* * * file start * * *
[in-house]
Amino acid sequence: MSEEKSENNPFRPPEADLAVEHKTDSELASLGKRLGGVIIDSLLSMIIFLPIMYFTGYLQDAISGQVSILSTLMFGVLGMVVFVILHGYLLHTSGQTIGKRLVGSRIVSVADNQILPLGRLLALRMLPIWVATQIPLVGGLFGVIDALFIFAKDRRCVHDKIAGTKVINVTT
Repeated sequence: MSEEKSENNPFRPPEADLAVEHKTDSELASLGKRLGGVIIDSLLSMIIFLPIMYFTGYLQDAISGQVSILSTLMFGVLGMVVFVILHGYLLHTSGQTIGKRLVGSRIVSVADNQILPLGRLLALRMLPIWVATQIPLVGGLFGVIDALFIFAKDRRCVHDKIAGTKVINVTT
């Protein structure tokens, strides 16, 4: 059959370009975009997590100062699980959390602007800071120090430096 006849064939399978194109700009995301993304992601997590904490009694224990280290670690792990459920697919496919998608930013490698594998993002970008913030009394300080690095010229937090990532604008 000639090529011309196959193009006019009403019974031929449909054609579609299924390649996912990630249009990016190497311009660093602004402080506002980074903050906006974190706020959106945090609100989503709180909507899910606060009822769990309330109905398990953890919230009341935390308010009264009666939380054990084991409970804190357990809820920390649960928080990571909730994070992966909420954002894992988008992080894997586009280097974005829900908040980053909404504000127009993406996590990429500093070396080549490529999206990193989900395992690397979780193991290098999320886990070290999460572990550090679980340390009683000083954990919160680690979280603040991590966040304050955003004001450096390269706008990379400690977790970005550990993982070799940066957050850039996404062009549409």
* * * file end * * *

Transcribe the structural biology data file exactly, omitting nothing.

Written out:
[in-house]
Amino acid sequence: MSEEKSENNPFRPPEADLAVEHKTDSELASLGKRLGGVIIDSLLSMIIFLPIMYFTGYLQDAISGQVSILSTLMFGVLGMVVFVILHGYLLHTSGQTIGKRLVGSRIVSVADNQILPLGRLLALRMLPIWVATQIPLVGGLFGVIDALFIFAKDRRCVHDKIAGTKVINVTT
Repeated sequence: MSEEKSENNPFRPPEADLAVEHKTDSELASLGKRLGGVIIDSLLSMIIFLPIMYFTGYLQDAISGQVSILSTLMFGVLGMVVFVILHGYLLHTSGQTIGKRLVGSRIVSVADNQILPLGRLLALRMLPIWVATQIPLVGGLFGVIDALFIFAKDRRCVHDKIAGTKVINVTT
């Protein structure tokens, strides 16, 4: 059959370009975009997590100062699980959390602007800071120090430096 006849064939399978194109700009995301993304992601997590904490009694224990280290670690792990459920697919496919998608930013490698594998993002970008913030009394300080690095010229937090990532604008 000639090529011309196959193009006019009403019974031929449909054609579609299924390649996912990630249009990016190497311009660093602004402080506002980074903050906006974190706020959106945090609100989503709180909507899910606060009822769990309330109905398990953890919230009341935390308010009264009666939380054990084991409970804190357990809820920390649960928080990571909730994070992966909420954002894992988008992080894997586009280097974005829900908040980053909404504000127009993406996590990429500093070396080549490529999206990193989900395992690397979780193991290098999320886990070290999460572990550090679980340390009683000083954990919160680690979280603040991590966040304050955003004001450096390269706008990379400690977790970005550990993982070799940066957050850039996404062009549409």